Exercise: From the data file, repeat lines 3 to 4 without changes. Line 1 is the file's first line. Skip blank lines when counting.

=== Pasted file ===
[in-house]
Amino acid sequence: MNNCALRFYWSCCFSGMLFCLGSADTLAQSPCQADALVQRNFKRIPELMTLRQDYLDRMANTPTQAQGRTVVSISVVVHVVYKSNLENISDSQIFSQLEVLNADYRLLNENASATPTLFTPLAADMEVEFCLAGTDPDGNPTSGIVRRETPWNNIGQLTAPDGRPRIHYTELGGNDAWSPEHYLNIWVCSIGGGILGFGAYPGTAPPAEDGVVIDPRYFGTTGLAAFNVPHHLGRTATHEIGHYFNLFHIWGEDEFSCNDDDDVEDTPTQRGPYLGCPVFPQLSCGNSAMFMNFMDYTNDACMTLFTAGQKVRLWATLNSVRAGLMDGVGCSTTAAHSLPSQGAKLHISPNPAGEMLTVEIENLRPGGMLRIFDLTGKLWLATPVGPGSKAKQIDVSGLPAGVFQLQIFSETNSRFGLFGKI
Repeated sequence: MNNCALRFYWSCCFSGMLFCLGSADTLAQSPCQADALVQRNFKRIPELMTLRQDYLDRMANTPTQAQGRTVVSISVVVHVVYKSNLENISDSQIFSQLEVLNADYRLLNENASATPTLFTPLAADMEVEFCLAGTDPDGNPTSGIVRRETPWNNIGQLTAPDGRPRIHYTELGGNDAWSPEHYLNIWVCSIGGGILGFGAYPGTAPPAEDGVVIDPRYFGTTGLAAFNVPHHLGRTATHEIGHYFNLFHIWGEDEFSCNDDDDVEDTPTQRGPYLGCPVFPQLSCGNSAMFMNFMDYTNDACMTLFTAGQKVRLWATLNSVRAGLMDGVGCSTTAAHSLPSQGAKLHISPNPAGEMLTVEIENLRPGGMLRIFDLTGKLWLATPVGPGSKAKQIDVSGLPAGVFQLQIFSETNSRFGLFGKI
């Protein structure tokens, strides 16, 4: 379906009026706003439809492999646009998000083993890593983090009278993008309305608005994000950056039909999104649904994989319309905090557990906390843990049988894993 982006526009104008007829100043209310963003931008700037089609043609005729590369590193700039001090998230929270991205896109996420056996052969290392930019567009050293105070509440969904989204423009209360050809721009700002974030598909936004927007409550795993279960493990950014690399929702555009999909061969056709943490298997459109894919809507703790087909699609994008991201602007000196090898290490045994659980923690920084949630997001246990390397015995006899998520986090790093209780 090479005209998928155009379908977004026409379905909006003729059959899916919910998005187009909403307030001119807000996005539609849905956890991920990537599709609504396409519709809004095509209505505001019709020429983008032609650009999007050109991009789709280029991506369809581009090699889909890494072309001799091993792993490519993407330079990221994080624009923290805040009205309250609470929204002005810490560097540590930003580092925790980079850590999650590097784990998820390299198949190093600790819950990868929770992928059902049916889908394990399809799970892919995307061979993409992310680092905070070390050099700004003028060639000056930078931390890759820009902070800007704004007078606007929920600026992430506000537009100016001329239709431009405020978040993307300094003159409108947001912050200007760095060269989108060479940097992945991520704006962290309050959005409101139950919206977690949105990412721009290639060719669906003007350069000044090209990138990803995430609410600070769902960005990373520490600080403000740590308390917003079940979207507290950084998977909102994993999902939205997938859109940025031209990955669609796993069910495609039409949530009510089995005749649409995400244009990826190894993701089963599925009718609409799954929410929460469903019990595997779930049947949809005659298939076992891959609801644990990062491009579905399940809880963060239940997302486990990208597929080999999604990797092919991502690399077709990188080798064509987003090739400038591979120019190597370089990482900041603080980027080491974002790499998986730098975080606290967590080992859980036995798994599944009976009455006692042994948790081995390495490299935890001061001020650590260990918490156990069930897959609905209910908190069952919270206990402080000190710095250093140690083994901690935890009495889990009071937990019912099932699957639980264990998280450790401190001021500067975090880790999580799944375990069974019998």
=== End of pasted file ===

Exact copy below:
Repeated sequence: MNNCALRFYWSCCFSGMLFCLGSADTLAQSPCQADALVQRNFKRIPELMTLRQDYLDRMANTPTQAQGRTVVSISVVVHVVYKSNLENISDSQIFSQLEVLNADYRLLNENASATPTLFTPLAADMEVEFCLAGTDPDGNPTSGIVRRETPWNNIGQLTAPDGRPRIHYTELGGNDAWSPEHYLNIWVCSIGGGILGFGAYPGTAPPAEDGVVIDPRYFGTTGLAAFNVPHHLGRTATHEIGHYFNLFHIWGEDEFSCNDDDDVEDTPTQRGPYLGCPVFPQLSCGNSAMFMNFMDYTNDACMTLFTAGQKVRLWATLNSVRAGLMDGVGCSTTAAHSLPSQGAKLHISPNPAGEMLTVEIENLRPGGMLRIFDLTGKLWLATPVGPGSKAKQIDVSGLPAGVFQLQIFSETNSRFGLFGKI
């Protein structure tokens, strides 16, 4: 379906009026706003439809492999646009998000083993890593983090009278993008309305608005994000950056039909999104649904994989319309905090557990906390843990049988894993 982006526009104008007829100043209310963003931008700037089609043609005729590369590193700039001090998230929270991205896109996420056996052969290392930019567009050293105070509440969904989204423009209360050809721009700002974030598909936004927007409550795993279960493990950014690399929702555009999909061969056709943490298997459109894919809507703790087909699609994008991201602007000196090898290490045994659980923690920084949630997001246990390397015995006899998520986090790093209780 090479005209998928155009379908977004026409379905909006003729059959899916919910998005187009909403307030001119807000996005539609849905956890991920990537599709609504396409519709809004095509209505505001019709020429983008032609650009999007050109991009789709280029991506369809581009090699889909890494072309001799091993792993490519993407330079990221994080624009923290805040009205309250609470929204002005810490560097540590930003580092925790980079850590999650590097784990998820390299198949190093600790819950990868929770992928059902049916889908394990399809799970892919995307061979993409992310680092905070070390050099700004003028060639000056930078931390890759820009902070800007704004007078606007929920600026992430506000537009100016001329239709431009405020978040993307300094003159409108947001912050200007760095060269989108060479940097992945991520704006962290309050959005409101139950919206977690949105990412721009290639060719669906003007350069000044090209990138990803995430609410600070769902960005990373520490600080403000740590308390917003079940979207507290950084998977909102994993999902939205997938859109940025031209990955669609796993069910495609039409949530009510089995005749649409995400244009990826190894993701089963599925009718609409799954929410929460469903019990595997779930049947949809005659298939076992891959609801644990990062491009579905399940809880963060239940997302486990990208597929080999999604990797092919991502690399077709990188080798064509987003090739400038591979120019190597370089990482900041603080980027080491974002790499998986730098975080606290967590080992859980036995798994599944009976009455006692042994948790081995390495490299935890001061001020650590260990918490156990069930897959609905209910908190069952919270206990402080000190710095250093140690083994901690935890009495889990009071937990019912099932699957639980264990998280450790401190001021500067975090880790999580799944375990069974019998």